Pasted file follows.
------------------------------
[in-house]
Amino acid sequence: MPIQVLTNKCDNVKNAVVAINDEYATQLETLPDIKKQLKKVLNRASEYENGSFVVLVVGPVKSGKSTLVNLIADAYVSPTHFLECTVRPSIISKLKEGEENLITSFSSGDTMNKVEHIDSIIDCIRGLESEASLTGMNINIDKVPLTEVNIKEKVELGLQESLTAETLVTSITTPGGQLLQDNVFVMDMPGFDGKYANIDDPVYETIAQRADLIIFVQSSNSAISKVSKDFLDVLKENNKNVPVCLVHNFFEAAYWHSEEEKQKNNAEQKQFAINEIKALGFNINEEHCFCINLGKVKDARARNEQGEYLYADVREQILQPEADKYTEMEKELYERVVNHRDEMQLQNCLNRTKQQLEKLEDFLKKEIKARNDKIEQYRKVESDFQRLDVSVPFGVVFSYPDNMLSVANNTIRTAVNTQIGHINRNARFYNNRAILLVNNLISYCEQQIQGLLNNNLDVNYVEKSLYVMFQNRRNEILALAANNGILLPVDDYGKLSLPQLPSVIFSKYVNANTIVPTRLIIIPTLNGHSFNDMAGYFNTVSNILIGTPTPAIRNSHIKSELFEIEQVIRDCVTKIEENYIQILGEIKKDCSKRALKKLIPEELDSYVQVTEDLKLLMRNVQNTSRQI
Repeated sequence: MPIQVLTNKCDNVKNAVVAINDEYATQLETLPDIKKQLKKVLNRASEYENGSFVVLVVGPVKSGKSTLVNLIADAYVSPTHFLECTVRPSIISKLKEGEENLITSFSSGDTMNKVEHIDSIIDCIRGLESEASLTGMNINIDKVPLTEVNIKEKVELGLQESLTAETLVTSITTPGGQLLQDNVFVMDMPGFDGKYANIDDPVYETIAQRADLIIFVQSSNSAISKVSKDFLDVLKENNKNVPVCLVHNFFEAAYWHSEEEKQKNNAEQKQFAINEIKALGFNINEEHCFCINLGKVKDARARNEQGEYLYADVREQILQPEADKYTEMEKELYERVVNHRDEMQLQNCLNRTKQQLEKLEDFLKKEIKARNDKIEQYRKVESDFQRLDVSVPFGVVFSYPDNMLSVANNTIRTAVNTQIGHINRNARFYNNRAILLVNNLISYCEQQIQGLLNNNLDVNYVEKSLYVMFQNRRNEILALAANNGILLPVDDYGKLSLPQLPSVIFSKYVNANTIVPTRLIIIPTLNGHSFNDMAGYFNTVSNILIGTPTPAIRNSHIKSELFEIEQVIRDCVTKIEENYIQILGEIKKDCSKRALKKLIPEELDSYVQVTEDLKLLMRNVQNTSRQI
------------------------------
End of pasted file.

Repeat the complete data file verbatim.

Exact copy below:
[in-house]
Amino acid sequence: MPIQVLTNKCDNVKNAVVAINDEYATQLETLPDIKKQLKKVLNRASEYENGSFVVLVVGPVKSGKSTLVNLIADAYVSPTHFLECTVRPSIISKLKEGEENLITSFSSGDTMNKVEHIDSIIDCIRGLESEASLTGMNINIDKVPLTEVNIKEKVELGLQESLTAETLVTSITTPGGQLLQDNVFVMDMPGFDGKYANIDDPVYETIAQRADLIIFVQSSNSAISKVSKDFLDVLKENNKNVPVCLVHNFFEAAYWHSEEEKQKNNAEQKQFAINEIKALGFNINEEHCFCINLGKVKDARARNEQGEYLYADVREQILQPEADKYTEMEKELYERVVNHRDEMQLQNCLNRTKQQLEKLEDFLKKEIKARNDKIEQYRKVESDFQRLDVSVPFGVVFSYPDNMLSVANNTIRTAVNTQIGHINRNARFYNNRAILLVNNLISYCEQQIQGLLNNNLDVNYVEKSLYVMFQNRRNEILALAANNGILLPVDDYGKLSLPQLPSVIFSKYVNANTIVPTRLIIIPTLNGHSFNDMAGYFNTVSNILIGTPTPAIRNSHIKSELFEIEQVIRDCVTKIEENYIQILGEIKKDCSKRALKKLIPEELDSYVQVTEDLKLLMRNVQNTSRQI
Repeated sequence: MPIQVLTNKCDNVKNAVVAINDEYATQLETLPDIKKQLKKVLNRASEYENGSFVVLVVGPVKSGKSTLVNLIADAYVSPTHFLECTVRPSIISKLKEGEENLITSFSSGDTMNKVEHIDSIIDCIRGLESEASLTGMNINIDKVPLTEVNIKEKVELGLQESLTAETLVTSITTPGGQLLQDNVFVMDMPGFDGKYANIDDPVYETIAQRADLIIFVQSSNSAISKVSKDFLDVLKENNKNVPVCLVHNFFEAAYWHSEEEKQKNNAEQKQFAINEIKALGFNINEEHCFCINLGKVKDARARNEQGEYLYADVREQILQPEADKYTEMEKELYERVVNHRDEMQLQNCLNRTKQQLEKLEDFLKKEIKARNDKIEQYRKVESDFQRLDVSVPFGVVFSYPDNMLSVANNTIRTAVNTQIGHINRNARFYNNRAILLVNNLISYCEQQIQGLLNNNLDVNYVEKSLYVMFQNRRNEILALAANNGILLPVDDYGKLSLPQLPSVIFSKYVNANTIVPTRLIIIPTLNGHSFNDMAGYFNTVSNILIGTPTPAIRNSHIKSELFEIEQVIRDCVTKIEENYIQILGEIKKDCSKRALKKLIPEELDSYVQVTEDLKLLMRNVQNTSRQI